Sea Level Rise (SLR) Data Platform

Mar 28, 2014 (Last modified Apr 1, 2014)
Sea Level Rise (SLR) Data Platform Thumbnail

Explore related items…

Technical tools and future scenarios to support understanding of coastal impacts in Gulf of Mexico region

The Sea Level Rise (SLR) Portal provides a series of technical tools and future scenarios to support the practical understanding of coastal impacts and changing landscapes in the Gulf of Mexico region. Global climate change and its effects on sea level rise are a major concern in countries around the world that occupy low lying coastal areas. The rise in global mean sea level will require many island and coastal communities to adapt to the changing shoreline and cumulative loss of coastal habitat. The loss of habitat, including land subsidence, erosion, submersion of wetlands and the contamination of agricultural lands and fresh water aquifers as well as the loss of vital and valuable habitat for plants and animals requires new public policy and resource management to allow for climate change adaptation planning.

The SLR Portal was conceived as an integrated team effort funded by the Gulf of Mexico Alliance and developed by The Nature Conservancy. It constitutes a partnership with several organizations along the Gulf of Mexico Large Marine Ecosystem, stakeholders, academic groups and volunteers including the Gulf of Mexico Foundation and the Mississippi Department of Marine Resources.

The SLR Portal provides data, science-based scenarios and tools to help state and federal governments, natural resource managers and community planners create more resilient coastal communities and salt marsh habitat. The SLR Portal contains technical tools and future scenarios from analysis that support the practical understanding of impacts to marshes. This includes an assessment of the capacity of marshes to migrate and the impacts to human coastal communities that may result from SLR and related climate hazards, including storm surge, in the Gulf of Mexico region. The SLAMM-based (sea level affecting marshes model) scenario-based assessments of natural infrastructure provide regional management data, models and synthesis products to inform policy and resource decisions. In addition to providing GIS layers for download and tools to map the information, the SLR Portal data platform also provides access to geoPDF images of each scenario and final reports for each project site and analysis type.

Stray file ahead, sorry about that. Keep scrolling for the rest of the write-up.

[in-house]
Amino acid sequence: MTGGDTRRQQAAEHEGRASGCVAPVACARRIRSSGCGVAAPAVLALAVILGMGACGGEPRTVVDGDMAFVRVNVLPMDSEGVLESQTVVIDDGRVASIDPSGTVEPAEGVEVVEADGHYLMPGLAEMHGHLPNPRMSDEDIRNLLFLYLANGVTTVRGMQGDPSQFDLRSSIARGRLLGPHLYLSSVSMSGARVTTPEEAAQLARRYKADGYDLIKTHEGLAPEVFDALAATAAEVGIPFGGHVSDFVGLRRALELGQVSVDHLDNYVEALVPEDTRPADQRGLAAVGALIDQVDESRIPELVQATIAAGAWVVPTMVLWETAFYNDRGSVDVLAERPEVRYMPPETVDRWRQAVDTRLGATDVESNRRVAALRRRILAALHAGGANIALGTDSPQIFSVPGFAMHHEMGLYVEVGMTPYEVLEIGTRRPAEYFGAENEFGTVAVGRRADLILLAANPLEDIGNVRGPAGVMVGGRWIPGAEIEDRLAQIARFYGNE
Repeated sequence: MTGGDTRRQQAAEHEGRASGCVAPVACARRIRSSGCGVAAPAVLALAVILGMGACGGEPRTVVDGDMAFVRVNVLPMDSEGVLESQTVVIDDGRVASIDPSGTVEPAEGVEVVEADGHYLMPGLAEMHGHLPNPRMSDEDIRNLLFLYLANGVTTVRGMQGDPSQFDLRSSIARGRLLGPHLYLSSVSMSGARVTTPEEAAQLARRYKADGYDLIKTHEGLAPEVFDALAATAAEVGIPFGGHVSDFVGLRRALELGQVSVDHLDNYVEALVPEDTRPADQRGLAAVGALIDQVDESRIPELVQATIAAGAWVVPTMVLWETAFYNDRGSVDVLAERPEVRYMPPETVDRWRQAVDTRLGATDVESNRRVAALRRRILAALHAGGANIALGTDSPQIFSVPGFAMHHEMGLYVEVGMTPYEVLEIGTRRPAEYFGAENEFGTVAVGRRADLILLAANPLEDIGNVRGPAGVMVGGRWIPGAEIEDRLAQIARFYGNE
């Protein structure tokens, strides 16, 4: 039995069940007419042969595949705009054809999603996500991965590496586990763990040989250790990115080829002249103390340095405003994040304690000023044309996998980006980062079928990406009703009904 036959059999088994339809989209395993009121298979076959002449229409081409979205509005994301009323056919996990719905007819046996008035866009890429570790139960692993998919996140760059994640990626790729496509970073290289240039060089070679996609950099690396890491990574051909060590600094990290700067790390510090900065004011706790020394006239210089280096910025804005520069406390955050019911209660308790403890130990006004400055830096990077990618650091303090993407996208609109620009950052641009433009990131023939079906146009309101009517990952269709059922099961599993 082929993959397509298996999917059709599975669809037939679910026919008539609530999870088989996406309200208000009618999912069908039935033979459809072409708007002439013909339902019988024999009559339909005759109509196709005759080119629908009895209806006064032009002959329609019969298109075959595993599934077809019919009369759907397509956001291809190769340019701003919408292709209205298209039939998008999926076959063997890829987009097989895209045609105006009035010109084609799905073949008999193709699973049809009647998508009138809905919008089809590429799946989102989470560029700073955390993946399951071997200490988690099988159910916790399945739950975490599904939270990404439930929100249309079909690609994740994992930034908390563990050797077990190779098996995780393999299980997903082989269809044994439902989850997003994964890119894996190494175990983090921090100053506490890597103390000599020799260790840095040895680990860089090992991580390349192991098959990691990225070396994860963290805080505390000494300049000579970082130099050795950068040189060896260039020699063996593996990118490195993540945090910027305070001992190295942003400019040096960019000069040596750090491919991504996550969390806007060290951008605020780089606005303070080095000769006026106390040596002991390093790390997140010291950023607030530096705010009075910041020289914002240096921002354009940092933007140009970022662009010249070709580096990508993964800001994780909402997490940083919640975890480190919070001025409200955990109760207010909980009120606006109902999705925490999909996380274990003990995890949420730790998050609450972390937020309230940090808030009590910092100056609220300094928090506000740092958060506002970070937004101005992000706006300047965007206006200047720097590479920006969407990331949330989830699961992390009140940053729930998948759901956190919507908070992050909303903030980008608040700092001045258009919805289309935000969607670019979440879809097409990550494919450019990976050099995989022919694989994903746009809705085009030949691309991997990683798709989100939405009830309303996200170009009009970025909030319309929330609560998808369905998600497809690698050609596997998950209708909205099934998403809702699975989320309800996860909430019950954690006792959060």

The research focuses around three spatial modeling efforts, which include:

A) Sea Level Affecting Marsh Models (SLAMM) – SLAMM is a spatial computer model that uses historical and current wetland data with elevation datasets to predict tidal marsh migration and/or transformation under future SLR conditions. The SLAMM model accounts for the dominant processes involved in wetland conversion and shoreline modifications during long-term SLR. This model is used to predict changes in tidal marsh area and habitat type in response to various SLR future scenarios.

B) Storm Surge Modeling – Storm surge was modeled using ADCIRC, a physics-based model that was selected because it is a highly vetted and commonly utilized storm surge analysis model that is the standard coastal storm surge model used by the U.S. Army Corps of Engineers (USACE) and the Federal Emergency Management Agency (FEMA).

C) Coastal Conservation and Resiliency Analysis – These indicator based analyses, based on the Coastal Resilience framework developed by The Nature Conservancy, provide estimates of potential impacts of SLR and storm surge to human communities and natural habitats, providing additional tools to help improve the resiliency of coastal communities in the event of SLR or storm related impacts.

To learn more about this effort, you can visit the SLR Portal. To use Data Basin to explore a sample of the datasets, maps, and galleries associated with this research, click on the "Explore related items" link above.

Citation
Jorge Brenner. 2014. Sea Level Rise (SLR) Data Platform. In: Data Basin. [First published in Data Basin on Mar 28, 2014; Last Modified on Apr 1, 2014; Retrieved on Sep 22, 2020] <https://databasin.org/articles/511bb1a6a2d84d0f933dd1087fa08a40>

About the Author

Jorge Brenner
Post Doctoral Research Associate with Harte Research Institute for Gulf of Mexico Studies

I am a marine scientist focusing primarily in conservation of biodiversity and ecosystem services. I use largely Geographic Information Systems-based tools to inform decision-making in conservation. I have experience working in coastal and marine ecology, conservation and sustainability in the Gulf...